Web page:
Parents and teachers often use risk, consequences, and guardrails as their core prevention strategy when it comes to drug and alcohol abuse. This means that they fill young people’s minds with negative facts and statistics about drugs and alcohol.

We don’t doubt that they mean well, but this strategy misses a key point that every successful youth brand knows well. 

Youth respond to a positive message delivered by peers and influencers.

We have to give them a choice that is not just about avoiding a negative but choosing a positive.

When it comes to issues around drug use, kids need to be engaged in a positive way, to be steered towards that which inspires them rather than deterred through scare tactics. 

In today’s Natural High Essentials we look at a powerful example from South Africa that speaks to the power of a positive message and how — when you create an aspirational movement driven by influencers and storytellers — young people jump on board.

If you’re inspired by this story, share it with your friends and colleagues. 

Let’s make kids finding their natural highs and choosing not to do drugs a movement that catches on!

South Africa: A Case Study in The Power of The Positive Message

In South Africa in the 1990s, AIDS was a growing epidemic, particularly among young people. It was by far South Africa’s number one health crisis, and standard prevention tactics were not working.

As Tina Rosenburg notes in her excellent book Join the Club: How Peer Pressure Can Change the World

“They were telling teenagers what AIDS is and how it is spread, advising them to use condoms and limit their partners, and warning them about the threat of early death. None of it was working. Rates of new infections among young people were going up, and in some places soaring. Public health experts believed that if teenagers understood what was at stake and learned how to protect themselves they would surely do it. But in country after country teenagers proved them wrong.”

What was going wrong? 

Simply put, there was no correlation between the information the teens received and the internalization of risk. Teens didn’t care about the facts that they were being told. Their brains were more focused on the way these facts were delivered — dry, preachy speeches from adults telling them, again, what not to do. If anything, such tactics made the kids want to go engage in reckless behavior.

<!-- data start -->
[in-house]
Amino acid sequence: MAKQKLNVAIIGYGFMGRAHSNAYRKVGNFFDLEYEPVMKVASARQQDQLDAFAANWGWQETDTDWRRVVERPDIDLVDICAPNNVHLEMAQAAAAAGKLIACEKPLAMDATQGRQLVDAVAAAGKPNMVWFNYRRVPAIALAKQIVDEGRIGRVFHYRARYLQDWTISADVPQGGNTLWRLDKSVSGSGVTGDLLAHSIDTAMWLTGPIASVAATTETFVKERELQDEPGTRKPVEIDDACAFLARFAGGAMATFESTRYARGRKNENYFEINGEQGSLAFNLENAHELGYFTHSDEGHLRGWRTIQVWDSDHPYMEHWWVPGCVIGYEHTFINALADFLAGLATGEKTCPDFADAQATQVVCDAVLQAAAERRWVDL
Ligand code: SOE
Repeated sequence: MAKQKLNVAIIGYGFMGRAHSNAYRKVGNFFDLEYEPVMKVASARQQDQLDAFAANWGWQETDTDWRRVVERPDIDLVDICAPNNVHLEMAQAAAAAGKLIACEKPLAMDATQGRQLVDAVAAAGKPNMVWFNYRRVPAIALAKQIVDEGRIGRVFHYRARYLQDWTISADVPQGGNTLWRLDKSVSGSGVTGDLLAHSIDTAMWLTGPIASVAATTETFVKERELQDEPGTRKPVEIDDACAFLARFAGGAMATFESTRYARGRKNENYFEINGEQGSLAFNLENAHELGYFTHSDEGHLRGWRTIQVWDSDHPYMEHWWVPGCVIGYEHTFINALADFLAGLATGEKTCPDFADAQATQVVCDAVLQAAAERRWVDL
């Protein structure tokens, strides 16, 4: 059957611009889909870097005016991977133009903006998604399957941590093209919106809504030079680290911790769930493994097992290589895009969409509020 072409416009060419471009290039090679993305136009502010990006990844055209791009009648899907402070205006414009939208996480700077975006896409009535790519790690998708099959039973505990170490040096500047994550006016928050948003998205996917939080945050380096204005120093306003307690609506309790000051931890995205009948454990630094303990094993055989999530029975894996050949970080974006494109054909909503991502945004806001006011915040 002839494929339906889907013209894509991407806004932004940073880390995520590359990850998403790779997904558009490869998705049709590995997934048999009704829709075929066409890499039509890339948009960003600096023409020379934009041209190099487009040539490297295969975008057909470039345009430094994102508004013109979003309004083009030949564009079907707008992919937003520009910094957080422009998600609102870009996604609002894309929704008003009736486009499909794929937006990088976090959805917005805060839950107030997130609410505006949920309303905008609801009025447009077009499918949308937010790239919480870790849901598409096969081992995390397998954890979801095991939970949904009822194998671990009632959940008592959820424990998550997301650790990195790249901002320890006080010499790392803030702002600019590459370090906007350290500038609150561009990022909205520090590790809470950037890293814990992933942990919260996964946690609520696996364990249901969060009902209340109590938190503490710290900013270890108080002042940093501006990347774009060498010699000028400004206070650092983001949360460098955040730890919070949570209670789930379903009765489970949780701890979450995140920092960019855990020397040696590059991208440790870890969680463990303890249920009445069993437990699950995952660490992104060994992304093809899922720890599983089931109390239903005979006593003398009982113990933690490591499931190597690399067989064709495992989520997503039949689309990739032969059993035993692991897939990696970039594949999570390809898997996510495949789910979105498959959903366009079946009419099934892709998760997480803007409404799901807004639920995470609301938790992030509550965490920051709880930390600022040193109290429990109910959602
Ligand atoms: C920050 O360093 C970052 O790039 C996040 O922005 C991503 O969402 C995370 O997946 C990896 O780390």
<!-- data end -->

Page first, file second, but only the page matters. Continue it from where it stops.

So South Africa ended up trying something very different. The power of the positive message.

Why not make AIDS-prevention cool?

Make it an aspirational lifestyle brand, with a core message delivered by influencers that young people trust. It was a strategy designed by psychologists, advertising executives, marketing gurus and teens themselves. As Tina says — 

“It used no appeals to fear, and its information about AIDS arrived wrapped in a coating of the frothy stuff teenagers love — pop stars, fashion, love advice, teen slang, and gossip. The AIDS prevention campaign concentrated on teens’ need for belonging and connection. It tried to make an HIV-free lifestyle fun and cool.”

Basing their campaign on a recent re-launch of the soft drink Sprite — which took the brand off the shelf and into the community through sponsoring basketball tournaments, concerts, and other fun activities — South Africa launched LoveLife, a positive lifestyle brand that made AIDS prevention cool by engaging celebrities, influencers, and involving teens in an exciting and positive way.

Teen AIDS rates plummeted, and LoveLife was seen as a central reason. 

South Africa clearly understood what we at Natural High have been saying all along — that if you want kids to make the right choices, you have to follow a simple recipe:

  1. Focus on the positive rather than scare tactics
  2. Help kids find their natural high
  3. Engage storytellers and influencers that young people trust
  4. Make it cool to not do drugs!

This is why we do what we do. For over 25 years we’ve been providing a positive alternative to drug and alcohol abuse. Our stories are meant to inspire and set young people on the track to make the right choices. If you’d like to read more about the South Africa case study, we highly recommend Tina’s book. And if this story moved you, forward to a friend or share on social media.

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